Another mid-twentieth-century department store, Caldor first opened its doors in 1951 in New York before going bankrupt 21 years ago in 1991. The company closed all 145 stores by May of 1999. Caldor revolutionized the computer inventory system which gave it a competitive advantage over its competitors. Know for selling big-name items for discounted prices and huge seasonal sales floors, Caldor was the Black Friday destination for most early holiday shoppers. Despite being a discount store, with a warehouse feel, Caldor survived by competing with the more upscale stores when it came to internal decor and shopping experience.
— Mark Arum (@MarkArum) November 23, 2018
Before Home Depot and Lowes, there was Channel Lumber Company and Rickel. In 1994, the two home improvement giants combined to become Rickel stores. Founded in 1948, the chain boasted a huge selection of tools, lumber, and home and garden products. At its height, the company had 60 stores with a handful here in New Jersey. Eventually, Lowes and Home Depot arrived on the shores of New Jersey which helped bring about the demise of Channel and Rickel. Channel and Rickel were more like Lowes than Home Depot with a department store feel to home improvement. Many of their locations had a small arcade station near the checkout lanes with games like Space Invaders, Asteroids, Pac Man, and other games of the time.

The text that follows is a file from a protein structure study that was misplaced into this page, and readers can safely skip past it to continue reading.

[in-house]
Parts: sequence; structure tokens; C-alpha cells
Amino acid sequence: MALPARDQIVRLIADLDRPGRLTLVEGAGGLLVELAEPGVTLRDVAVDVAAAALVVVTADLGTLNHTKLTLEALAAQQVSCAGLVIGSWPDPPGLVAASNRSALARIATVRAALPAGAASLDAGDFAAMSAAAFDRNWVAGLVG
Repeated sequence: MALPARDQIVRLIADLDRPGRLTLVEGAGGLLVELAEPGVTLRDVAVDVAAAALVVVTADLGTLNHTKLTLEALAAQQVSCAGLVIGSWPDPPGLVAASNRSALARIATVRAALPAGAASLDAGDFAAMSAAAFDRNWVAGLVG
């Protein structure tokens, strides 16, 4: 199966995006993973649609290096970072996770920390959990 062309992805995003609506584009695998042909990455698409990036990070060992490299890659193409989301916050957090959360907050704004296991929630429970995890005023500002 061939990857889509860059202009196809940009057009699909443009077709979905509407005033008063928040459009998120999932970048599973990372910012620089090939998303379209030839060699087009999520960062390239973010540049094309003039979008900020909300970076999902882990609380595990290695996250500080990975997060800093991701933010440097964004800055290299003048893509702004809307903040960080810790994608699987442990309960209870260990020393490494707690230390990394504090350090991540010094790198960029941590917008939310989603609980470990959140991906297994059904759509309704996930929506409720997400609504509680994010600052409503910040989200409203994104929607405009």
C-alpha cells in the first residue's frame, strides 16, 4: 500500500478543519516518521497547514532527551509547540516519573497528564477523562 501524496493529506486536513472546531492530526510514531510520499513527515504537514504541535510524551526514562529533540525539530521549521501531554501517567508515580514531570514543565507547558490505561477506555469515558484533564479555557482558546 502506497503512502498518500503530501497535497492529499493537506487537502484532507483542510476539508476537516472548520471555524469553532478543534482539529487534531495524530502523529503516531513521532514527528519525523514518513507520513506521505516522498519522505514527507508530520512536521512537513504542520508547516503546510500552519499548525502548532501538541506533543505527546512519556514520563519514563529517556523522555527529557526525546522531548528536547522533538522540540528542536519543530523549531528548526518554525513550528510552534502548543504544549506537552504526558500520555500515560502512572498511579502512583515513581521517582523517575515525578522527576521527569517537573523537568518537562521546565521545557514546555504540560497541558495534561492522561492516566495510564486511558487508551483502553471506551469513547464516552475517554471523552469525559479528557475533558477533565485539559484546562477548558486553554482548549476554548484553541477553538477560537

Toys R Us